• Sandi Omanovic

Three Tips for Shooting Concert Photography




Live music photography is tough. Not only are you shooting in low light, but you're also shooting in one of the most unpredictable environments. I started my career as a photographer in Vermont as a live music photographer.


My first show was a job at my local fair. I was asked to shoot the rides, the people, food and the concerts. I loved how unpredictable it was and I loved the challenge of only having a few minutes to get the shot. That is why the number one most important tip is to:


Understand the Venue


Every venue is different. Whether you're shooting a local bar venue or a big arena, there are going to be rules, places where you can stand and lighting situations. Getting the most information you can about a venue will give you a better idea of what gear to bring, which can make all the difference.


Know Your Gear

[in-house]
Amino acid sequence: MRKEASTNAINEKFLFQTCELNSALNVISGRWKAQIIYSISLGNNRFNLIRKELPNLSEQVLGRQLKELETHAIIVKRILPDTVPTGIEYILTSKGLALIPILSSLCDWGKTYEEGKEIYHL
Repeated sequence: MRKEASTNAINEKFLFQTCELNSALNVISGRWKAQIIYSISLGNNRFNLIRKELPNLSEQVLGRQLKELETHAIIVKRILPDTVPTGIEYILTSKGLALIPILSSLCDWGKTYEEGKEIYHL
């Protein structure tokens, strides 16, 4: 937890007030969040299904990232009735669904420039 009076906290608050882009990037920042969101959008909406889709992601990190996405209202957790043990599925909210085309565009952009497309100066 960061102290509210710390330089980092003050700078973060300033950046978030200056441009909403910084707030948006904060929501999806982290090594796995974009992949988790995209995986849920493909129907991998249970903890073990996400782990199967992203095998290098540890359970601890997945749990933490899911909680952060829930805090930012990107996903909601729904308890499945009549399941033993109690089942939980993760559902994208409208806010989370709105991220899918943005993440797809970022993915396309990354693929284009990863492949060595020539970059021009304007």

It doesn't matter if you're shooting concerts, portraits or anything. A photographer should know their gear. Having the right gear is essential for getting specific shots. Shooting in low lights will require that you also have gear that has a low f-stop.


Now, if you don't have the right gear then this doesn't mean that you're doomed. I shot my first concert with a kit lense and was stuck between F3.5 - F5.6 so I was shooting low shutter speed. I missed a few shots that I otherwise would have been able to take with an F1.2-F1.8 but since I knew my gear, I was able to pull off a bunch of shots that I love.


Don't Forget the Crowd


My main philosophy going into concert photography is to always remember that this is a show. There is a crowd and there are people connecting with the music and you have the opportunity to capture that.


In terms of getting creative, you can use the crowd to frame your photos or you can show interaction. Most concert photographers will also take shots of just the crowd to set the scene.

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